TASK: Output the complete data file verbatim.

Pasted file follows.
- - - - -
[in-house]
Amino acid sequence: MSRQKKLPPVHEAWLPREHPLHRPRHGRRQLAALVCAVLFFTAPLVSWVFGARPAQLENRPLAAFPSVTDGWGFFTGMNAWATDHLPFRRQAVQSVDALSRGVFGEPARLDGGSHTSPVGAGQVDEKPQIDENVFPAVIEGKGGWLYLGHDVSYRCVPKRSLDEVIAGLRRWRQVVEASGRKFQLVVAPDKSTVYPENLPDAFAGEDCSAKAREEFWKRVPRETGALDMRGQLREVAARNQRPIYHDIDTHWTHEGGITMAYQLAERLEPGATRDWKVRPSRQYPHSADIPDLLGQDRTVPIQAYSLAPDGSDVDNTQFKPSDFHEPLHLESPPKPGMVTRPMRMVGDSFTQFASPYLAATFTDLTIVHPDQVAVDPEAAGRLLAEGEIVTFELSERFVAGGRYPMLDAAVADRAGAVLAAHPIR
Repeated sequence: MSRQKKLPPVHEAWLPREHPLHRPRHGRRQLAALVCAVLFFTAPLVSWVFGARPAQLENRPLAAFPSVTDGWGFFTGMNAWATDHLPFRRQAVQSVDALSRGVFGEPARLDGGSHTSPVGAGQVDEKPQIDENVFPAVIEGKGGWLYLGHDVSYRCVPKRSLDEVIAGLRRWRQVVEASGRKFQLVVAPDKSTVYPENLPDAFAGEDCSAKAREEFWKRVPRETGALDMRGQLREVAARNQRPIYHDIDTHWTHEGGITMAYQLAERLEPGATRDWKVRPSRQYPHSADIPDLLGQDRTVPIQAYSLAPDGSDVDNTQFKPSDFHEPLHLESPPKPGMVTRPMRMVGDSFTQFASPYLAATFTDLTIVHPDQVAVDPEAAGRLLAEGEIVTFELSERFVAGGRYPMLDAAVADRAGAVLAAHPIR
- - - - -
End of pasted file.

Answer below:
[in-house]
Amino acid sequence: MSRQKKLPPVHEAWLPREHPLHRPRHGRRQLAALVCAVLFFTAPLVSWVFGARPAQLENRPLAAFPSVTDGWGFFTGMNAWATDHLPFRRQAVQSVDALSRGVFGEPARLDGGSHTSPVGAGQVDEKPQIDENVFPAVIEGKGGWLYLGHDVSYRCVPKRSLDEVIAGLRRWRQVVEASGRKFQLVVAPDKSTVYPENLPDAFAGEDCSAKAREEFWKRVPRETGALDMRGQLREVAARNQRPIYHDIDTHWTHEGGITMAYQLAERLEPGATRDWKVRPSRQYPHSADIPDLLGQDRTVPIQAYSLAPDGSDVDNTQFKPSDFHEPLHLESPPKPGMVTRPMRMVGDSFTQFASPYLAATFTDLTIVHPDQVAVDPEAAGRLLAEGEIVTFELSERFVAGGRYPMLDAAVADRAGAVLAAHPIR
Repeated sequence: MSRQKKLPPVHEAWLPREHPLHRPRHGRRQLAALVCAVLFFTAPLVSWVFGARPAQLENRPLAAFPSVTDGWGFFTGMNAWATDHLPFRRQAVQSVDALSRGVFGEPARLDGGSHTSPVGAGQVDEKPQIDENVFPAVIEGKGGWLYLGHDVSYRCVPKRSLDEVIAGLRRWRQVVEASGRKFQLVVAPDKSTVYPENLPDAFAGEDCSAKAREEFWKRVPRETGALDMRGQLREVAARNQRPIYHDIDTHWTHEGGITMAYQLAERLEPGATRDWKVRPSRQYPHSADIPDLLGQDRTVPIQAYSLAPDGSDVDNTQFKPSDFHEPLHLESPPKPGMVTRPMRMVGDSFTQFASPYLAATFTDLTIVHPDQVAVDPEAAGRLLAEGEIVTFELSERFVAGGRYPMLDAAVADRAGAVLAAHPIR